Q. Congratulations, Juan, again on the win. A question and a follow-up: Did you have a timetable for yourself this year on winning a race or what was your desire or plan for this year?

JUAN MONTOYA: Well, you know, at the beginning I wanted to get to run in the front with the guys in the ovals and get up to speed, but I don't know, I don't like to go to a track and say, okay, we are going to -- you know, going to qualify 20; finish 15, that will be, okay, get to the finish, I don't know, my mentality, I wanted to win, I wanted to run in the front. And, if someone else can do it, you know, we can do it. I think Jimmy has been a big help for me in that way because he has helped me a lot in the ovals. I think if you look at Japan, you can look at the results, we are running up there and we are very quick. If we didn't have problem with the fuel, I think we could have actually won the race.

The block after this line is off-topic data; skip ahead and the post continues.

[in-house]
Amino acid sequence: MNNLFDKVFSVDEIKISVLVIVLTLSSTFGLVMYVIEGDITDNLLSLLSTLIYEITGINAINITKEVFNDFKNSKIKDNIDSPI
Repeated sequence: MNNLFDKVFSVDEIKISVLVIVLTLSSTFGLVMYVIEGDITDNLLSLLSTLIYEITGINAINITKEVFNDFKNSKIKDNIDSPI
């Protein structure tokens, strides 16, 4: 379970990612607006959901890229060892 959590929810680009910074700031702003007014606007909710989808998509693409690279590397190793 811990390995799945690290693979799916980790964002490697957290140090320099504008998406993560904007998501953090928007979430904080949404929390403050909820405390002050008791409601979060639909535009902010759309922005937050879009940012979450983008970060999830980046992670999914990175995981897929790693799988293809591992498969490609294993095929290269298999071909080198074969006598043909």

Q. Following up, you had the second fastest lap at Homestead and the second or third fastest lap at Motegi and fastest lap at Long Beach. Is anyone holding you back or -- (laughs)

JUAN MONTOYA: Not really. I think Morris has done a great job for me, Morris Nunn. He always gave me a really good car. I think Homestead, at the beginning of the race, we struggled a bit. But apart from that, everywhere I have been, we managed to work together and get to a point that the car is very good, you know, to get the speed out, it is easy. That is the secret of the ovals. I think the driver could make a little bit of difference in how much he can approach the limit of the car, but the basics to go quick in the oval, I think, like everyone knows, most of the job is done by the car.